Life can be complicated and overwhelming for parents of children, but the beginning of a new year gives us the opportunity to step back and look for new sources of inspiration and simplicity. As we watch our children grow, they present us with daily opportunities to tap into our inner child and remind us what it’s like to be happy with the simple things in life.
Love of Learning
We are all born with an innate sense of curiosity. Nurturing your child’s curiosity is one of the most important ways you can help her become a lifelong learner. But did you know children can re-ignite your own sense of exploration and discovery as well?
My son Michael recently became interested in space, so we attended a nighttime stargazing program at FDR State Park together as a family. It sparked so much discussion at the dinner table that we researched and bought our own professional grade telescope. Now we monitor the skies as a family and learn about space together.
Sense of Fun
Oftentimes we let our children have their fun while we take care of the monotonous day-to-day adult responsibilities. A friend of mine, whose own children are now grown, once told me that she never passed up an opportunity to play with her kids. “The dishes and laundry can wait,” she advised me.
Michael begged me to get on a water slide at Disney World last summer. I tried to get out of it, but he kept after me until I finally relented. Everything I thought would happen did. I did a back flip when I hit the pool, my sunglasses flew off, and I had the world’s worst wedgie. But when Michael splashed down behind me seconds later, the smile on his face was all I needed to get back up and do it again.
“Truly I tell you, anyone who will not receive the kingdom of God like a little child will never enter it.” – Mark 10:15
Faith comes easier for children because they are not as firmly rooted in the world as we are. By the time we reach adulthood, maybe of us have experienced hardships that have made us question our faith, but it can be renewed when we see life through the eyes of our children.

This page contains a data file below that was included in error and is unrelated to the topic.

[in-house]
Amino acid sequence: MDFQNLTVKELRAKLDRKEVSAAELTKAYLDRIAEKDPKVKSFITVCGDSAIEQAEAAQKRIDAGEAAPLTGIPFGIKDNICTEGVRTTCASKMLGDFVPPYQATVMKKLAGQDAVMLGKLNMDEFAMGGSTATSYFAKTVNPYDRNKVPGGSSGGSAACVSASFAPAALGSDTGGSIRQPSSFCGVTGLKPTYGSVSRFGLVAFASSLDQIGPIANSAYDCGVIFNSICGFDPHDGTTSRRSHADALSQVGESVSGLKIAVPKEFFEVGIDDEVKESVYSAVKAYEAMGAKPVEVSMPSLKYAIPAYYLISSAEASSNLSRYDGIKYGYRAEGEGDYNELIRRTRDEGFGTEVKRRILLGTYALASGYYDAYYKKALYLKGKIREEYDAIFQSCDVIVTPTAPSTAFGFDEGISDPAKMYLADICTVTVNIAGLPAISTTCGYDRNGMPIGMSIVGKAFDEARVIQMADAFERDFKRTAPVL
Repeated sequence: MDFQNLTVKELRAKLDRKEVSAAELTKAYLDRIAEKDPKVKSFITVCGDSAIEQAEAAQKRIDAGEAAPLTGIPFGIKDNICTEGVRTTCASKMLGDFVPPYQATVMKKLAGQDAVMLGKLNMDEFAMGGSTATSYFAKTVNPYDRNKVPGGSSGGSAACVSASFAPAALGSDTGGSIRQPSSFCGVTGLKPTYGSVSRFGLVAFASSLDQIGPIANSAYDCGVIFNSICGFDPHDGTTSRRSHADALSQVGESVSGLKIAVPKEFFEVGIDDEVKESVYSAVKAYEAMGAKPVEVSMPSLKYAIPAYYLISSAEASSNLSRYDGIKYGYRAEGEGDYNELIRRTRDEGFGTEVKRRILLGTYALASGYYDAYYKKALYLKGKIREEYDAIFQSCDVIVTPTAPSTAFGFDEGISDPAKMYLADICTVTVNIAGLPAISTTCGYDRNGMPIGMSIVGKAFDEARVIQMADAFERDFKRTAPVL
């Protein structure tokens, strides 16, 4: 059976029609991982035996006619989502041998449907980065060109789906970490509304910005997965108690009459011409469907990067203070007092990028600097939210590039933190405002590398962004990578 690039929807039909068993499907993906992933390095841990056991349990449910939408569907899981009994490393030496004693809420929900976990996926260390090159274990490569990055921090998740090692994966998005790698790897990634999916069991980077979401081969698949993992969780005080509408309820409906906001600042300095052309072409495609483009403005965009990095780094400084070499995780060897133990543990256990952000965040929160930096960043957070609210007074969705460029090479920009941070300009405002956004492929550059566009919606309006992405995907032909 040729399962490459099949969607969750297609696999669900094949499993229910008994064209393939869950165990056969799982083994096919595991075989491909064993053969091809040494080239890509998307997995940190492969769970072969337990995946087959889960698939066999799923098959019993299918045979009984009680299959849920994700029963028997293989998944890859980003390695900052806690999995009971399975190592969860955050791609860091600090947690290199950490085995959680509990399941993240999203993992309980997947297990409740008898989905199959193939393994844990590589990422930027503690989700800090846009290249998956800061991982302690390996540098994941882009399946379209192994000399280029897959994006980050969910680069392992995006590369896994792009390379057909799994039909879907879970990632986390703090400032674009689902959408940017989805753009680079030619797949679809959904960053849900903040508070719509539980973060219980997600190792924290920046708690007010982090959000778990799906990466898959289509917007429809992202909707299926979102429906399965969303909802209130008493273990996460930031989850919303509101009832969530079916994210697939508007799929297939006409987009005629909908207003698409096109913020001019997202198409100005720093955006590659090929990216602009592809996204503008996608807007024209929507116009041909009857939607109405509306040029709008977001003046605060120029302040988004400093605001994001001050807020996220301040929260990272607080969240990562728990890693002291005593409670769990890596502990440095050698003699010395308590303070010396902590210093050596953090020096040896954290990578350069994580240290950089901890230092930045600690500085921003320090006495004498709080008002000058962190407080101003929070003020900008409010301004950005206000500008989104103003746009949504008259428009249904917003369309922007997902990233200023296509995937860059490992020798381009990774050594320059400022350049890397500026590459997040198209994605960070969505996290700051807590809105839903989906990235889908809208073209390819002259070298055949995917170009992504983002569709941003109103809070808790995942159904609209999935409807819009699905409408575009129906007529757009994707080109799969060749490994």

Michael was four years old when my father died. He took the news hard, but was eager to go to Sunday school the next week. We arrived a few minutes late, and his teacher was telling the story of the two men who met Jesus on the road to Emmaus. As I hung up Michael’s coat, I heard him announce to everyone, “My Papa met him too!”
Anything is Possible
As adults, we frequently tell people, “I am artistically challenged,“ or “I don’t dance.“ We have to be careful, though, since kids begin to pick up on this and become self-conscious at an early age. Most young children will throw themselves into new activities with gusto, not giving a single thought to being embarrassed.
My younger son Liam decided he wanted to play baseball last fall. It was his first time playing any sport, so I nervous for him. He struggled at first. Even throwing the ball was difficult for him. But as the weeks wore on, he probably made the most progress out of anyone on his team. In fact, his coaches recognized him at the end of one particular game, telling the rest of the team, “Liam did exactly was he was supposed to do every single time.” My heart swelled.
Children inspire us in big and small ways on a daily basis. Take the time to slow down and watch them. Talk to them. You don’t want to miss out on this time of enormous growth – for them and for you!